I read Things Fall Apart about 3 years ago, and I’m giving it a second read over now. I remember feeling distinctly disappointed with this novel on my first read, but I’m getting more out of it this time.
I think I expected it to be really profound and symbolic on my first read, because I had been told to hold Achebe in high regards. It’s not that kind of novel though. It is (the first half at least) a character sketch, and a “culture sketch.”
In some ways I think it’s way too easy to write aspects of this novel off as lost in translation. It’s an exploration of tradition and of culture, but I don’t think you need to having a backing in Nigerian culture to understand what’s going on.
There’s one little passage that I wanted to share here because I had flagged it in my novel
“‘The rain is falling, the sun is shining/Alone Nnadi is cooking and eating’ Nwoye always wondered who Nnadi was and why he should live all by himself, cooking and eating. In the end he decided that Nnadi must live in that land of Ikemefuna’s favorite story where the ant holds his court in splendor and the sands dance forever” (35)
I love this model of imagination – a land of fantasy and story at the root of culture.Our understanding of the world is fashioned by our stories and myths.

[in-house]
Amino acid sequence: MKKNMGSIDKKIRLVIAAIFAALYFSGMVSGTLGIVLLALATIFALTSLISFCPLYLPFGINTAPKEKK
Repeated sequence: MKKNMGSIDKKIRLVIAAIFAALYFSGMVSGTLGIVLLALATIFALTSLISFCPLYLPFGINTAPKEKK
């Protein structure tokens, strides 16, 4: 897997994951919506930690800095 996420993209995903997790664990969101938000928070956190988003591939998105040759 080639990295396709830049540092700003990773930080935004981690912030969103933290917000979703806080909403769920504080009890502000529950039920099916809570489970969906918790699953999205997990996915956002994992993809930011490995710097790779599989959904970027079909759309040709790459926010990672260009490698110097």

One of the things that I’ve noticed on second reading of this text is the way in which Achebe is critical of tribal culture. Sometimes it’s light poking, as with his depiction of koala nut meetings which always skirt around the important topics (I like this one because I think this kind of formal dialogue is pretty universal), and other times it’s pretty focused and intense, like with Achebe’s criticism of the gender imbalances at play.
His criticism also takes on an interesting dimension in the villagers discussion of neighbors and neighboring villages. “All their customs are upside-down” (73) says Okonkwo at one point of a pair of neighboring villages. It is incredible how quick we all are to carry out value judgments on foreign cultures while failing to interrogate our own. Okonkwo’s line of thought seems ridiculous, but it is the same line of thought which was the base of colonial occupation in Africa by Europeans.